Employees who have seen their 401(k) balances dwindle over the last year will soon be able to get long prohibited individual investment advice from investment companies including mutual funds as a result of a new rule from the Department of Labor (DOL).

The rule, which lifts the restriction prohibiting mutual fund companies from giving one-on-one advice directly to plan participants, is controversial because of concerns that investment advisers might direct participants to their company's investment options. But several protections were built into the change, which comes under the umbrella of the Employee Retirement Income Security Act (ERISA). One of the ways investment advice may be given under the rule is via computer models certified as unbiased and through adviser compensation on a "level-fee" basis. And, of course, advisers are required to provide disclosure of the fees they charge.

The small risk of abuses aside, easing the rule on direct investment advice should work to the benefit of plan participants. Many studies have shown that 401(k) investors who receive some type of help with selecting their investments enjoy higher rates of return than those who go it alone -- whether it's via asset allocation models, target-date funds, or advisory services. According to a Charles Schwab report, the upside is particularly pronounced among younger employees, where the benefits of advice and getting off to a good start with their plan can have a significant impact on total retirement savings.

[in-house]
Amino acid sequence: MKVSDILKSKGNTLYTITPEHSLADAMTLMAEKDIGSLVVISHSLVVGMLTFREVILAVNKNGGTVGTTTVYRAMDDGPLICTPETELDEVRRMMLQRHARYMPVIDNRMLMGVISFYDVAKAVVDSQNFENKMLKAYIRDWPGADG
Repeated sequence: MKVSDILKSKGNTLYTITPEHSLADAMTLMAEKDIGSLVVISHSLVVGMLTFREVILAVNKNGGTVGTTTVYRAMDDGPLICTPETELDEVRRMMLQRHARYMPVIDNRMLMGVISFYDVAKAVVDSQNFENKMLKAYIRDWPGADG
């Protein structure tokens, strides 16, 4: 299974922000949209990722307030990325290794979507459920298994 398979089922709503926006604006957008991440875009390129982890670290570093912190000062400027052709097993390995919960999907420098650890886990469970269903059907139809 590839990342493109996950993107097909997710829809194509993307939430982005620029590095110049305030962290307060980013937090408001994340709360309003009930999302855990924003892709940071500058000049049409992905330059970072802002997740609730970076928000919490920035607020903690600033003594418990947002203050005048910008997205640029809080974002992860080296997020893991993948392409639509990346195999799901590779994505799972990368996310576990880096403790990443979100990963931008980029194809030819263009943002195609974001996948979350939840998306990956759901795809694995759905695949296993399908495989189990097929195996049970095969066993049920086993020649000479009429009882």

Ongoing market volatility and the economic crisis that continue to put soaring numbers of workers in unemployment lines every month underscore the need for sound investment advice for those fortunate enough to still have a job. Although the future of 401(k)s as workers' primary retirement savings vehicle is under examination by Congress, plan sponsors should be working with providers to determine how the new rule can benefit participants.